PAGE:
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The Permanent People’s Tribunal (PPT) Session on Agrochemical Transnational Corporations Case Summary

More profits, more crimes


Agrochemical TNCs’ insatiable thirst for profits ushered in the commercialisation of genetically engineered (GE) crops. The socalled Gene Revolution has ushered in a new era of even greater suffering, especially for small food producers and traditional seed keepers. Like pesticides, GE crops were introduced to the market through false claims of safety and solving world hunger. But in reality, even bribery has been used to push these highly controversial products. Monsanto, the world’s top seed and biotechnology company, paid hundreds of thousands of dollars to Indonesian government officials from 1997 to 2002 in order to secure the approval of its genetically-engineered Bt cotton.

GE crops raise serious safety concerns, as genetic engineering is considered by many scientists as a highly imprecise technology. GE organisms can produce unexpected and unpredictable effects that are potentially harmful or even fatal. Animal studies have shown that the Bt toxins from Bt crops can create “holes” in the intestinal wall, and cause liver damage and reproductive disorders. Among humans, the toxins can adversely affect the immune response, and has been detected in umbilical cord blood.

Agrochemical TNCs’ claims that GE crops will reduce pesticide use have been proven to be untrue. Herbicide use increased by almost 200 million kilograms over the first 13 years of the commercial use of GE crops in the U.S., with Monsanto’s Roundup Ready soybean accounting for most of the increase. RR soybean is resistant to the toxic herbicide glyphosate, which is being sold by Monsanto along with the seeds. In 2003, Silvino Talavera, an 11-year old Paraguayan, died upon exposure to pesticides used on RR soybeans.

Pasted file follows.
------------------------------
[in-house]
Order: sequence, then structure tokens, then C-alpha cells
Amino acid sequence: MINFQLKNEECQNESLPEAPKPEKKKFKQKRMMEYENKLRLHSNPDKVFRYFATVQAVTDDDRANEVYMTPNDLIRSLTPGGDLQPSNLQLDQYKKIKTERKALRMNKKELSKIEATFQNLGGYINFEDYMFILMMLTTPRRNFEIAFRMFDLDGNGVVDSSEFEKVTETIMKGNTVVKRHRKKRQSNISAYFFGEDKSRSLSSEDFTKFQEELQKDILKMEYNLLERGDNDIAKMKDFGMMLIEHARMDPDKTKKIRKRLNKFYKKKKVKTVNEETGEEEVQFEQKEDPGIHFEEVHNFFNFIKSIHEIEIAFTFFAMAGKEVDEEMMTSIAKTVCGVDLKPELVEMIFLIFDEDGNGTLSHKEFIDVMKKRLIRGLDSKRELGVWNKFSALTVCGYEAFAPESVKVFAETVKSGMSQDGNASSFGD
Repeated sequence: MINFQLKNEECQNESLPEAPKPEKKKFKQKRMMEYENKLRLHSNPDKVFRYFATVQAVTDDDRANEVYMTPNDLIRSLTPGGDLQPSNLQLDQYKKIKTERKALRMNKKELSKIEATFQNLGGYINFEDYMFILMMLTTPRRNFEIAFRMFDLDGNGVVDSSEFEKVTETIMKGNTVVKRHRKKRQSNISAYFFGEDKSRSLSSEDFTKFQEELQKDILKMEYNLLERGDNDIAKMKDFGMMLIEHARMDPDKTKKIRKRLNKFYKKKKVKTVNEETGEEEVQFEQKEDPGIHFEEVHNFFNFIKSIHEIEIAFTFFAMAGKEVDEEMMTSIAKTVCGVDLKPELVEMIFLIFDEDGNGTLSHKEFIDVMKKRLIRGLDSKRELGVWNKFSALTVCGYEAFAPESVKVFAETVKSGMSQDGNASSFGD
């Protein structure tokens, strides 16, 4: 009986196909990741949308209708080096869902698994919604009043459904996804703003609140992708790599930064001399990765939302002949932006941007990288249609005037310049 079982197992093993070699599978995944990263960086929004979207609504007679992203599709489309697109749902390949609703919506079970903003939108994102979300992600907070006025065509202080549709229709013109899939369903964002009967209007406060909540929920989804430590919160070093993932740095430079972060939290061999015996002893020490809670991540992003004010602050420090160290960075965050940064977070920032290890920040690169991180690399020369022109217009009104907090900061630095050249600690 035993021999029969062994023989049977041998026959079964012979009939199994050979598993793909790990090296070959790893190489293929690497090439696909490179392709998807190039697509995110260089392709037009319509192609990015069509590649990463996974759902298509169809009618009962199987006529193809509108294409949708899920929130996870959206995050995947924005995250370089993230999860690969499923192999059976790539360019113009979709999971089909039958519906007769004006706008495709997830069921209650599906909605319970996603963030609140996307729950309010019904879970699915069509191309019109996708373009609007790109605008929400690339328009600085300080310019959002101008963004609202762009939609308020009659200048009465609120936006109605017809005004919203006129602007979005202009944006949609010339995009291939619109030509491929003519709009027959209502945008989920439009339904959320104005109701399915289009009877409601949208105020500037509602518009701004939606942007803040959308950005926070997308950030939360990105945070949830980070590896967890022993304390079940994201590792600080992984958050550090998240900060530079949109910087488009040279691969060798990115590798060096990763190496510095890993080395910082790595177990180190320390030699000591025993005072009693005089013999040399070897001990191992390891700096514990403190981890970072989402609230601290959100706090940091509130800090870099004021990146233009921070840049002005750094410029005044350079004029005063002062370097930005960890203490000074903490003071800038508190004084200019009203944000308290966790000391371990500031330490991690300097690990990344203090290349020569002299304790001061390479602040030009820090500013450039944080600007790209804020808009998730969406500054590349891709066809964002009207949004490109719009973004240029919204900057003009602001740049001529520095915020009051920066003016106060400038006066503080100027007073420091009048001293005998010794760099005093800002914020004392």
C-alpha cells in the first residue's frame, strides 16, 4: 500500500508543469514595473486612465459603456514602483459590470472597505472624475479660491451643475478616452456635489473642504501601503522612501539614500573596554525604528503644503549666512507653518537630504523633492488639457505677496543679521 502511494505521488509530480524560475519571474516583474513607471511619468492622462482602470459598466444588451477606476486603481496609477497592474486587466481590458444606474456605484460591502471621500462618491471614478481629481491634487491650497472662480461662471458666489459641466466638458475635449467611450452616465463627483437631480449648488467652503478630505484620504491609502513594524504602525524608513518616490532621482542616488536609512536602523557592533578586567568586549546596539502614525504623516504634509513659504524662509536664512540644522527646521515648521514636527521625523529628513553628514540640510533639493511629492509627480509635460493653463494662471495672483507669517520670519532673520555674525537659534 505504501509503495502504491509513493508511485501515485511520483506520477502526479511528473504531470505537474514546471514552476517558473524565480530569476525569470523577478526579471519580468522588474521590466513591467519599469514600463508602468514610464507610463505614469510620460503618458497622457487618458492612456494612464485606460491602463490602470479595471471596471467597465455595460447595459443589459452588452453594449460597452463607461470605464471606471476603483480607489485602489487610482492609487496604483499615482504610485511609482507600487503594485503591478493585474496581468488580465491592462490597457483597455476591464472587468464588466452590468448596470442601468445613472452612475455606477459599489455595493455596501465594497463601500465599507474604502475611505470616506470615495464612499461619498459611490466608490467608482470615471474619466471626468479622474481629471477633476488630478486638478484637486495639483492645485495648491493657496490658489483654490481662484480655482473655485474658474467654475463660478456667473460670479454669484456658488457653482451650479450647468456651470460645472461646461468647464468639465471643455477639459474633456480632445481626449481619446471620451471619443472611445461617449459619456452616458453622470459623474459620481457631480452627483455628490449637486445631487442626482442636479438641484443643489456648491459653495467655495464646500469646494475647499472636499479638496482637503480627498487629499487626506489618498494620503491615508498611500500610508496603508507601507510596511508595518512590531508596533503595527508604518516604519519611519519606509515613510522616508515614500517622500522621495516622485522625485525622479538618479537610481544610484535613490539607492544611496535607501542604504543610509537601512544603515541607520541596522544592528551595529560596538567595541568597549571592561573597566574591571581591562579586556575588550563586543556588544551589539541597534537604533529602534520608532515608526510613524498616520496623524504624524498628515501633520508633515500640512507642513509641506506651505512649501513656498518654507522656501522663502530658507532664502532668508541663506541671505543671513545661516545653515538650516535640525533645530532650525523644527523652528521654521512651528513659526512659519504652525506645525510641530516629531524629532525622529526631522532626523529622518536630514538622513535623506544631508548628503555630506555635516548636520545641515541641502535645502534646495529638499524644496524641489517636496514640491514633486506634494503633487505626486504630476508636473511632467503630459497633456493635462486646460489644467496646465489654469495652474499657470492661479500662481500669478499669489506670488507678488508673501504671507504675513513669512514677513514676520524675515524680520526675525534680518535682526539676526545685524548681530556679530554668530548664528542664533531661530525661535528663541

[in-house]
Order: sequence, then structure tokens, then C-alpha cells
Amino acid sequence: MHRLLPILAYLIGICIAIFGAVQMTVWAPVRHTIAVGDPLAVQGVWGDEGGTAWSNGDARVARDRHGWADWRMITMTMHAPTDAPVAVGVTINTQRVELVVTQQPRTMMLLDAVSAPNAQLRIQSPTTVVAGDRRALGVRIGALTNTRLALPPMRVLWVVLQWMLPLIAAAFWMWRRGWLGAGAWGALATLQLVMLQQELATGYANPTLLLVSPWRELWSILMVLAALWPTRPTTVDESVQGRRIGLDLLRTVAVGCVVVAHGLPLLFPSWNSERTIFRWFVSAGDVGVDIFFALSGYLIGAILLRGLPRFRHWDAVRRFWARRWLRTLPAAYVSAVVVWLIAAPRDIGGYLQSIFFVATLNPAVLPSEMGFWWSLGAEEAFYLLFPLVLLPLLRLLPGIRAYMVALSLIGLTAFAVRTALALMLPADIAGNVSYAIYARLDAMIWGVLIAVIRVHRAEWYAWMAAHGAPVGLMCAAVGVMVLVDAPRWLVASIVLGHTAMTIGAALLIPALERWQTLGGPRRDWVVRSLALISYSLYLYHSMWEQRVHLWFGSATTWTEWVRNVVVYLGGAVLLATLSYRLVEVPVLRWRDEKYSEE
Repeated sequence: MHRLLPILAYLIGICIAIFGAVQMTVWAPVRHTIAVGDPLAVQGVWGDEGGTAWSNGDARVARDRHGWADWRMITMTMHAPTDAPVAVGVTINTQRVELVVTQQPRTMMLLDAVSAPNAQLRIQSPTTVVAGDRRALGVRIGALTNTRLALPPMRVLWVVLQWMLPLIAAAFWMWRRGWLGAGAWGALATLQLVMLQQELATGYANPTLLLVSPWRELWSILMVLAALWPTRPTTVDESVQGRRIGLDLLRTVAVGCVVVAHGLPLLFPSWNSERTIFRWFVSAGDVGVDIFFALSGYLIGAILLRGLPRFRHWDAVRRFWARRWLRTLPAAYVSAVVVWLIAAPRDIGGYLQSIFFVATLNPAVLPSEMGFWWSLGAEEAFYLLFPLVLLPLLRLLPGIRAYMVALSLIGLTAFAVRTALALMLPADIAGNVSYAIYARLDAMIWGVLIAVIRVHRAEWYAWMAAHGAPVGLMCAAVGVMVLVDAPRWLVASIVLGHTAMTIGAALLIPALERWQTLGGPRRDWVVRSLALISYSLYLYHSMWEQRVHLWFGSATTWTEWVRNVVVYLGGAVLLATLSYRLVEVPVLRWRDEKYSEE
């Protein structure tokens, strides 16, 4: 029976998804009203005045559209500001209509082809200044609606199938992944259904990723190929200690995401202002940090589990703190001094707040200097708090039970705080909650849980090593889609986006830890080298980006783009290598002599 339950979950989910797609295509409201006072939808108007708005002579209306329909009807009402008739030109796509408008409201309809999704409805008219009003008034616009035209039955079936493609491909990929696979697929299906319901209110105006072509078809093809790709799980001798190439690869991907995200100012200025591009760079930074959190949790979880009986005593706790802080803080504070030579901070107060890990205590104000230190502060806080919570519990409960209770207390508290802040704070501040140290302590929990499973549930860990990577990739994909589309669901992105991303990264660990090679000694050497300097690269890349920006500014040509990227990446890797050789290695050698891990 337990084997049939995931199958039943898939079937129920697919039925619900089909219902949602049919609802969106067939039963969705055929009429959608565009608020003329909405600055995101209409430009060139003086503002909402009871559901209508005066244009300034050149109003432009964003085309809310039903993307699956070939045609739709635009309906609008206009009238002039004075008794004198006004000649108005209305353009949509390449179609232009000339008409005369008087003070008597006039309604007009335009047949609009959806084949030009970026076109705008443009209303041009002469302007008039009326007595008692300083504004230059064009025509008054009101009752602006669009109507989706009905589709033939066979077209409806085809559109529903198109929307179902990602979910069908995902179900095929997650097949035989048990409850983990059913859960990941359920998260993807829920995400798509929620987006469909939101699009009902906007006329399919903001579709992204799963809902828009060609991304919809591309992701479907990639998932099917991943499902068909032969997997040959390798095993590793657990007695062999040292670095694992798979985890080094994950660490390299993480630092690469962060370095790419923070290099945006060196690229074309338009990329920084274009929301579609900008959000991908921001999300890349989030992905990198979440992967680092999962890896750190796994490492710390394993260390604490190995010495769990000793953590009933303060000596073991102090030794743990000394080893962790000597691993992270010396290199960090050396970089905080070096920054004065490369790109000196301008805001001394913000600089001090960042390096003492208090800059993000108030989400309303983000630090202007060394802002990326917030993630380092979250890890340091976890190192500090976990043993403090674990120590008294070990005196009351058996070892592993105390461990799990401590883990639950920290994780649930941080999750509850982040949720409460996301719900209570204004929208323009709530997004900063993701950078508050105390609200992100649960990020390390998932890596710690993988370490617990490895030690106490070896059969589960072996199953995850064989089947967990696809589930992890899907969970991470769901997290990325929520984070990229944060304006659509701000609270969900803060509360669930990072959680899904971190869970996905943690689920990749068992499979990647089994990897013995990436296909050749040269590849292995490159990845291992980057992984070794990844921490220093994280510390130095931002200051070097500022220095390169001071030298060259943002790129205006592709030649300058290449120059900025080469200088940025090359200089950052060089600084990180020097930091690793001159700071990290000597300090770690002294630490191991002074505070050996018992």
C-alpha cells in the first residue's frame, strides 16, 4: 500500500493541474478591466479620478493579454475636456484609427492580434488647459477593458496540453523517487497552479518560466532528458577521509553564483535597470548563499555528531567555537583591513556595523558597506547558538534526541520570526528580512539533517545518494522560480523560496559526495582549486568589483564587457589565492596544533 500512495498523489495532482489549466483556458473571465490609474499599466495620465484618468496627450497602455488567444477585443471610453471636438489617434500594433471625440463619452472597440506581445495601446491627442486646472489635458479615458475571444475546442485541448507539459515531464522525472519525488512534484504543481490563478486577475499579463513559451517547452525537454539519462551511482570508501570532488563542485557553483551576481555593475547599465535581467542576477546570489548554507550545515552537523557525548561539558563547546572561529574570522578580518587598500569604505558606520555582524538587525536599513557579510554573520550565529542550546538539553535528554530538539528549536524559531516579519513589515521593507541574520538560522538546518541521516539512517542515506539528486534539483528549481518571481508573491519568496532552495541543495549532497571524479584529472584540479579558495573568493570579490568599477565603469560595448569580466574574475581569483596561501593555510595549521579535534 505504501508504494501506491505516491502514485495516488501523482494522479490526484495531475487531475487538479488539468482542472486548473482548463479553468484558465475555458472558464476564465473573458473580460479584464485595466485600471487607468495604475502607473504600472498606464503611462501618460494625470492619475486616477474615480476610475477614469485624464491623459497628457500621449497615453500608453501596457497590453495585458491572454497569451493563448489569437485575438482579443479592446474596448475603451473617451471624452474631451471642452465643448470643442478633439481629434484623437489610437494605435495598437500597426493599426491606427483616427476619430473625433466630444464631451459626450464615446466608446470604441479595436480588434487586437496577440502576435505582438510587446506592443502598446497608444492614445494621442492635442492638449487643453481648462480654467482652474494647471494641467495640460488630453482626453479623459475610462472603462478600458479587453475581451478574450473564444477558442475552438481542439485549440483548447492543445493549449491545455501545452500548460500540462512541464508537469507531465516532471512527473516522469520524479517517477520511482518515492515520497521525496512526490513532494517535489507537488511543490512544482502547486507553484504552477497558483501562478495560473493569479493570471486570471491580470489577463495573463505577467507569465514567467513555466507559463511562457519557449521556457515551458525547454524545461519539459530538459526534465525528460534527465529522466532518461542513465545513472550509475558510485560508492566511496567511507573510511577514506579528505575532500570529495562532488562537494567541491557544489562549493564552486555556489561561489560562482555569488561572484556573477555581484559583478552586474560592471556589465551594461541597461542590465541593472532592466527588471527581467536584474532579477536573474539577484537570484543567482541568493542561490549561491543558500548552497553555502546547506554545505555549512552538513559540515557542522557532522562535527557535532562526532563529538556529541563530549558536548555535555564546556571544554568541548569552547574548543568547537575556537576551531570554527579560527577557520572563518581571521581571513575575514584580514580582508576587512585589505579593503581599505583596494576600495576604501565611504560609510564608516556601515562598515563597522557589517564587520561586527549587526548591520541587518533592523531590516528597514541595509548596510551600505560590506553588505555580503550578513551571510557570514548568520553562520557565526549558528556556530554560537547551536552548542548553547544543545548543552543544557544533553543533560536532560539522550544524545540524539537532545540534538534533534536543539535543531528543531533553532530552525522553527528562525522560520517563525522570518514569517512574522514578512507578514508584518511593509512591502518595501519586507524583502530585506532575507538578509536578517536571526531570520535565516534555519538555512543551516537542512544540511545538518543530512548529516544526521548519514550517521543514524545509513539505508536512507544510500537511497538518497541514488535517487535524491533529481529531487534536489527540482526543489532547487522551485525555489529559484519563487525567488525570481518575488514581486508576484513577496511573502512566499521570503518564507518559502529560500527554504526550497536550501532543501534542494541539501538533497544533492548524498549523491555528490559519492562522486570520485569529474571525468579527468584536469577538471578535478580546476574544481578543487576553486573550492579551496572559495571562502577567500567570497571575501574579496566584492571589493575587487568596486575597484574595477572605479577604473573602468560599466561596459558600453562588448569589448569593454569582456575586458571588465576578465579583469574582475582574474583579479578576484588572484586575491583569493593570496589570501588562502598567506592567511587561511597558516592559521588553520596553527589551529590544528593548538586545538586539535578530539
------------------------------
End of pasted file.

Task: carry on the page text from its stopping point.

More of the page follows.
With the aid of free trade agreements, patents for GE crops are protected under the intellectual property rights of agrochemical TNCs. Globally, corporations have already patented more than 900 rice genes. They use these patents to charge exorbitant fees for GE seeds. Farmers, especially women, used to conserve and freely share traditional seeds. Now, seed biodiversity is under threat of contamination by GE seeds.

Genetic contamination violates farmers’ rights to seed and livelihood. In several states in India, thousands of Bt cotton farmers have committed suicide because of high cultivation costs and low yields. In the U.S., Monsanto has sued hundreds of farmers charged with “seed piracy.” Monsanto has been paid millions of dollars in damages for infringement of patent rights, even if the real damage was borne by the farmers whose fields have been contaminated with GE seeds against their will. Genetic contamination affects innocent consumers as well. In 2007, rice stocks all over the world were reported to be contaminated with Bayer’s genetically-engineered LibertyLink Rice 601, prompting food recalls in Europe and other countries. The centre of maize biodiversity, Mexico, was also contaminated with Monsanto’s Bt corn in 2001, destroying the natural heritage of indigenous farmers in the country.

Faced with mounting evidence of the hazards of their products and people’s opposition, agrochemicals TNCs have resorted to harassment and violence against scientists and human rights defenders. Scientists Ignacio Chapela and David Quist were forced to retract their critique of Bt Corn. Syngenta tried to stop the publication of Dr. Tyrone Hayes’ study linking the pesticide atrazine to endocrine disruption in frogs. Filipino scientist Dr. Romeo Quijano was sued for a public statement on the adverse effects of endosulfan, and for exposing aerial spraying in Kamukhaan.

And, in a most disturbing incident in 2007, activist Valmir Mota died after being shot by security guards in a protest against the illegal planting of GE crops in a plantation that was owned by Syngenta’s subsidiary in Brazil. Farmer Isabel Nascimento de Souza was also shot in the head and lost an eye.

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